Aoua Keita

Aoua Keita (1912-1980) was a Malian midwife and anti-colonial activist.

Pedagogical Unit

1. Midwives and teachers: a female elite in the colonial era

1.1 Educating women auxiliaries: political and economic stakes

Aoua Keita belonged to the first generation of African women ‘auxiliaries’ (midwives, nurses and schoolteachers) to emerge under the French colonial administration. Before the First World War, colonialism remained an overwhelmingly male enterprise, and women were scarcely ever acknowledged in the colonial policies emanating from the metropole. Only missionaries were concerned with furthering African women’s education.

With the threat of impending war, however, the need to increase the colonies’ population density, and to create a larger workforce to support the development of the colonial economy, led to the establishment of a public health policy intended for the colonized populations. To remedy the shortage of skilled French women personnel in French West Africa, the colonial administration opted to form and recruit African midwives. These midwives were charged with the task of lowering the rate of maternal and infant mortality, and disseminating European medical and health norms throughout the colonies.

Map of French West Africa (AOF), « The seven colonies of French West Africa » from L'œuvre de la France en Afrique occidentale, special issue of L'Illustration, 29 February 1936, p. 261. Public domain.

1.2 Girls’ professional training schools (part 1)

The Dakar Medical School was formed in 1918 as part of a set of ‘compensatory measures’ adopted in recognition of Africans’ contribution to the war effort*. It contained a midwifery section from its inception. At the School, African women received a professional formation in the ‘female’ vocations of midwifery and nursing.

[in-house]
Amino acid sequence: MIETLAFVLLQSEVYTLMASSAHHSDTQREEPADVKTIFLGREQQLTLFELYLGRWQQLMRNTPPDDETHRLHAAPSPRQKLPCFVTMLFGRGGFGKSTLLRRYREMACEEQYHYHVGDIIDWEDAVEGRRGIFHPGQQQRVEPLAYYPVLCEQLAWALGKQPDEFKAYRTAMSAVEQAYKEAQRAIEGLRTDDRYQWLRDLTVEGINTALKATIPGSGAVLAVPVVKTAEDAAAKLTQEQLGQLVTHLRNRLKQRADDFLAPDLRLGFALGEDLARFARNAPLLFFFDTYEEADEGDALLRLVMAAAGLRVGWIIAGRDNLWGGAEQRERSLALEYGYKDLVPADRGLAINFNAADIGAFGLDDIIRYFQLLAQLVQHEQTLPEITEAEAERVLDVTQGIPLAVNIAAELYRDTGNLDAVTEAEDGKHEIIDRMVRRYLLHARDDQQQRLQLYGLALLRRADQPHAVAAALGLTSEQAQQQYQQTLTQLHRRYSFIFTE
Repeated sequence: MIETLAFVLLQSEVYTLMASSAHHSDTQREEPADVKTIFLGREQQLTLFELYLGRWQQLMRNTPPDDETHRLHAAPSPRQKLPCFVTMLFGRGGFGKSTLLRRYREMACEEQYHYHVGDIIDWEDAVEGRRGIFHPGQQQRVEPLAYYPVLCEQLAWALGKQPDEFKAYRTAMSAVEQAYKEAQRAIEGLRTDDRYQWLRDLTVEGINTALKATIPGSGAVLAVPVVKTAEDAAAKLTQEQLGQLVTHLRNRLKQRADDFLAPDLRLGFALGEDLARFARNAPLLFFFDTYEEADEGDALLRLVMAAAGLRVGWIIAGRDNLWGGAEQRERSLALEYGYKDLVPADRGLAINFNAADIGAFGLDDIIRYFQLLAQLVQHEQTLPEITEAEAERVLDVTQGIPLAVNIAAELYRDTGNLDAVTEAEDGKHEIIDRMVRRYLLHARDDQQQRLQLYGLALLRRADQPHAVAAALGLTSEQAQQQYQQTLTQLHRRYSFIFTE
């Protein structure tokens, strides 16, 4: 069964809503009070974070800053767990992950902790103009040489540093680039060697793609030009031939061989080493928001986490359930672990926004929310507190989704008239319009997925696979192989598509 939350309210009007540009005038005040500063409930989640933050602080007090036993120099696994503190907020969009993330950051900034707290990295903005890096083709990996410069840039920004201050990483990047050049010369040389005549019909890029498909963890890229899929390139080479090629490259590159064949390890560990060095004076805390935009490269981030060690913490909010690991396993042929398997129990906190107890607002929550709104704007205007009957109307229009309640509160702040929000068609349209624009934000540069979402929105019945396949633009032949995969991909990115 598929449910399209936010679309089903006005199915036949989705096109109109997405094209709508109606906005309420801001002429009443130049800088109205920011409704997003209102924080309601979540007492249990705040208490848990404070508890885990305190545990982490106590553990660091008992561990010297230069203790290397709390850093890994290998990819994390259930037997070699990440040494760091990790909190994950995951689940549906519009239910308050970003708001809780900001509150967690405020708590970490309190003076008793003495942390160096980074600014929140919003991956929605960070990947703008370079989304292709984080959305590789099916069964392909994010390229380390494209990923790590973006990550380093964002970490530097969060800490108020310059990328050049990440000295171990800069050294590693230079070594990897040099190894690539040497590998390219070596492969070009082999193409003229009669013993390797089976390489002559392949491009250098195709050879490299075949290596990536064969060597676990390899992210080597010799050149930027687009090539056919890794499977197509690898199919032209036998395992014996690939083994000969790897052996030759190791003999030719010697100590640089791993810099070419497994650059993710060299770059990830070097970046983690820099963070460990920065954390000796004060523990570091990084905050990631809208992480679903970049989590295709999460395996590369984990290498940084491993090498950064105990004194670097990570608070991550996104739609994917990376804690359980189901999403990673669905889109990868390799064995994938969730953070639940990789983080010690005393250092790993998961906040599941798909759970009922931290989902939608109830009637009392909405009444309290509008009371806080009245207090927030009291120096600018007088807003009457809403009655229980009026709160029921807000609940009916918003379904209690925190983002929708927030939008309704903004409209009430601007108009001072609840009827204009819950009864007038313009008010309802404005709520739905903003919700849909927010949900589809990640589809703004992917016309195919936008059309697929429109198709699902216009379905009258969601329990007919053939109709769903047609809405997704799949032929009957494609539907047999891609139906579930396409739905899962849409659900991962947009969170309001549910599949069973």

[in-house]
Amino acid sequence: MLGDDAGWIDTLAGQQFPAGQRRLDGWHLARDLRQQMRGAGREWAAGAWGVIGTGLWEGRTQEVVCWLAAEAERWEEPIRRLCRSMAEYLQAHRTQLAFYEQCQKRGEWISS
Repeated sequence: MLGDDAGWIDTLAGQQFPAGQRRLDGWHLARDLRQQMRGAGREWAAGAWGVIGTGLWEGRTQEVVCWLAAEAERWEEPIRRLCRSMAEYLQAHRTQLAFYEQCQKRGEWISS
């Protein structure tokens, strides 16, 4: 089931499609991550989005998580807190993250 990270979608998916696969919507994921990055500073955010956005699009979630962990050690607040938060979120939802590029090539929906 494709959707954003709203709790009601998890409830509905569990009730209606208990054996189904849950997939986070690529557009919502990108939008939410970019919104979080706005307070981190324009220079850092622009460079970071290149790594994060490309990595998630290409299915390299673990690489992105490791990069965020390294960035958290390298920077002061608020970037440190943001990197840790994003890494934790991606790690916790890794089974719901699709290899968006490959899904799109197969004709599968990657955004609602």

With the opening of the École Normale for girls at Rufisque in 1938, African women later gained access to a career which had been the exclusive preserve of men: teaching. These two federal schools in Senegal were unique in accepting young women from across the eight colonies of French West Africa and Togo who wished to continue their studies beyond the school-leaving certificate.

Midwife with a baby. Photographic archives of the Association Santé Navale Outre-mer (ASNOM).

In 1918, a series of reforms was introduced to improve Africans’ living conditions. The reforms had been pushed for by Blaise Diagne, the elected representative for Senegal in the French parliament, in recognition of Africans’ participation in the First World War. It is thought that 200,000 soldiers from French West Africa (the ‘Tirailleurs sénégalais’, or Senegalese Riflemen) fought for France between 1914 and 1918.

1.2 Girls’ professional training schools (part 2)

The formation and professional training of young women civil servants in colonial schools* provoked considerable resistance among local populations. Mothers, in particular, feared that they would not be able to find husbands for their educated daughters, so strong were the preconceptions regarding schooling at the time. Women who had studied were routinely perceived as rebellious, materialist and alienated.